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Proteins in spinal fluid
Friday 25 February 2011
The University of Medicine & Dentistry of New Jersey has published the results of research involving unique proteins found in spinal fluid:
Spinal Fluid Proteins Distinguish Lyme Disease from Chronic Fatigue Syndrome
NEWARK, NJ - Patients who suffer from Neurologic Post Treatment Lyme disease (nPTLS) and those with the Chronic Fatigue Syndrome report similar symptoms. However unique proteins discovered in spinal fluid can distinguish those two groups from one another and also from people in normal health, according to new research conducted by a team led by Steven E. Schutzer, MD, of the University of Medicine and Dentistry of New Jersey – New Jersey Medical School, and Richard D. Smith, Ph.D., of Pacific Northwest National Laboratory. This finding, published in the journal PLoS ONE (February 23, 2011), also suggests that both conditions involve the central nervous system and that protein abnormalities in the central nervous system are causes and/or effects of both conditions.
The investigators analyzed spinal fluid from three groups of people. One group consisted of 43 patients who fulfilled the clinical criteria for Chronic Fatigue Syndrome (CFS). The second group consisted of 25 patients who had been diagnosed with, and treated for, Lyme disease but did not completely recover. The third group consisted of 11 healthy control subjects. “Spinal fluid is like a liquid window to the brain,” says Dr. Schutzer. By studying the spinal fluid, the research team hoped to find abnormalities that could be used as markers of each condition and could lead to improvements in diagnosis and treatment.
Taking advantage of previously unavailable methods for detailed analysis of spinal fluid, the investigators analyzed the fluid by means of high powered mass spectrometry and special protein separation techniques. They found that each group had more than 2,500 detectable proteins. The research team discovered that there were 1) 738 proteins that were identified only in CFS but not in either healthy normal controls or patients with nPTLS; 2) 692 proteins found only in the nPTLS patients. Previously there had been no available candidate biomarkers to distinguish between the two syndromes, nor even strong evidence that the central nervous system is involved in those conditions.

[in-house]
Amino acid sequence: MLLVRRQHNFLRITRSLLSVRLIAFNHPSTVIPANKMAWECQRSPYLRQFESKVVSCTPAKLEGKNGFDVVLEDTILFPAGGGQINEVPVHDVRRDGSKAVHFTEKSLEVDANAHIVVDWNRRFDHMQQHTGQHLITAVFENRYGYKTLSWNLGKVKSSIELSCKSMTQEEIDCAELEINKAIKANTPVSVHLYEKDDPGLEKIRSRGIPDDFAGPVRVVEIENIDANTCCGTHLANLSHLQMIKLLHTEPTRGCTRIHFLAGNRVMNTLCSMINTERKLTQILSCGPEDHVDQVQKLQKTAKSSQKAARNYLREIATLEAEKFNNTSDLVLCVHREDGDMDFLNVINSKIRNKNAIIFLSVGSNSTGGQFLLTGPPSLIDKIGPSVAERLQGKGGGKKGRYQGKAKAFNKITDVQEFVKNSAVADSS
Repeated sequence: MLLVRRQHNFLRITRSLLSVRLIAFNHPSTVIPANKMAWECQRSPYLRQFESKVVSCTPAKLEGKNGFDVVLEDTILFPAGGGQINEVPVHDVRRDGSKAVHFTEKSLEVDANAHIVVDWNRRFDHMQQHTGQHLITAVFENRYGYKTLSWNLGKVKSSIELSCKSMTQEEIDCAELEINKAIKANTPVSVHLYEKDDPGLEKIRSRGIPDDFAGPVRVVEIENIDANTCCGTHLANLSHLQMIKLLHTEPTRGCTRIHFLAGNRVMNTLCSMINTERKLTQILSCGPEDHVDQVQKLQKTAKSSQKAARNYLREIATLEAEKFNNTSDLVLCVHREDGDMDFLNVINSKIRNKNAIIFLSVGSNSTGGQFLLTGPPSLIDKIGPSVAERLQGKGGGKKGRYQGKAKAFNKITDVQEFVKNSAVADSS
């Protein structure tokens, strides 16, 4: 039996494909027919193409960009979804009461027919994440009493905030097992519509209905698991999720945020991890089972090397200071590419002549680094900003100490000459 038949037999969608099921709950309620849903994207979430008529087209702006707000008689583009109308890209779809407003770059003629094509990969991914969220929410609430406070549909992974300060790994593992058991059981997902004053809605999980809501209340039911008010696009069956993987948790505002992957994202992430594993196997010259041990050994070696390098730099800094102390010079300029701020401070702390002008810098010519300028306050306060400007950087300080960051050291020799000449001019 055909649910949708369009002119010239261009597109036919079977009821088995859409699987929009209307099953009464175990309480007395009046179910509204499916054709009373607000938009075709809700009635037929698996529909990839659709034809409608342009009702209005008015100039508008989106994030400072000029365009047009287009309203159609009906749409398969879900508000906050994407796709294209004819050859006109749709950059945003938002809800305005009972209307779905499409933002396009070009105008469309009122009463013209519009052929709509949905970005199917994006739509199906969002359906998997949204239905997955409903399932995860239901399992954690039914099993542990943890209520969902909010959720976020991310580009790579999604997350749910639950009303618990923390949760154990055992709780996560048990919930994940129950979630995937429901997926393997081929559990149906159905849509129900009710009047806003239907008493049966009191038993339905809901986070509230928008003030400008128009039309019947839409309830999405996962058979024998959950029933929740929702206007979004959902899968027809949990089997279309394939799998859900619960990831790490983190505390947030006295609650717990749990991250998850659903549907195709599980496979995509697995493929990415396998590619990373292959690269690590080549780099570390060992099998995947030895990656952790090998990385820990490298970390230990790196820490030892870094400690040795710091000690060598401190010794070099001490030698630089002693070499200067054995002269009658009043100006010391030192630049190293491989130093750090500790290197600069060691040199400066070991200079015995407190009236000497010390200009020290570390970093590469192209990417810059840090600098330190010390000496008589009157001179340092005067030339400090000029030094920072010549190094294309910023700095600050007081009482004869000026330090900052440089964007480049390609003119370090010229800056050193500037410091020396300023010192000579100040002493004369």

This research represents the most comprehensive analysis of the complete spinal fluid proteome (collection of proteins) to date for both Chronic Fatigue Syndrome and Neurologic Post Treatment Lyme disease (nPTLS). Prior to this study, many scientists believed that CFS was an umbrella category that included nPTLS. However these results call those previous suppositions into question.
According to Dr. Schutzer, spinal fluid proteins can likely be used as a marker of disease, and this study provides a starting point for research in that area. “One next step will be to find the best biomarkers that will give conclusive diagnostic results,” he says. “In addition, if a protein pathway is found to influence either disease, scientists could then develop treatments to target that particular pathway.”
“Newer techniques that are being developed by the team will allow researchers to dig even deeper and get more information for these and other neurologic diseases, says Dr. Smith. "These exciting findings are the tip of our research iceberg.”
Other authors included Thomas E. Angel, Tao Liu, Athena A. Schepmoes, Therese R. Clauss, Joshua N. Adkins and David G. Camp II of PNNL; Bart K. Holland of UMDNJ-New Jersey Medical School; Jonas Bergquist of Uppsala University in Sweden; P.K. Coyle of SUNY-Stony Brook; Brian A. Fallon of Columbia University; Benjamin H. Natelson of UMDNJ, Beth Israel Medical Center and Albert Einstein School of Medicine.
Funding sources included the National Institutes of Health, through NIAID, NIDA, NINDS, the National Center for Research Resources, the Swedish Research Council, Uppsala Berzelii Technology Center for Neurodiagnostics, SciLifeLab-Uppsala, Environmental Molecular Sciences Laboratory, Pacific Northwest National Laboratory. Time for Lyme, Lyme Disease Association, and the Tami Fund.
Journal citation: Schutzer SE, Angel TE, Liu T, Schepmoes AA, Clauss TR, et al. (2011) Distinct Cerebrospinal Fluid Proteomes Differentiate Post-Treatment Lyme Disease from Chronic Fatigue Syndrome. PLoS ONE 6(2): e17287. doi:10.1371/journal.pone.0017287
The article is available at the PLoS ONE website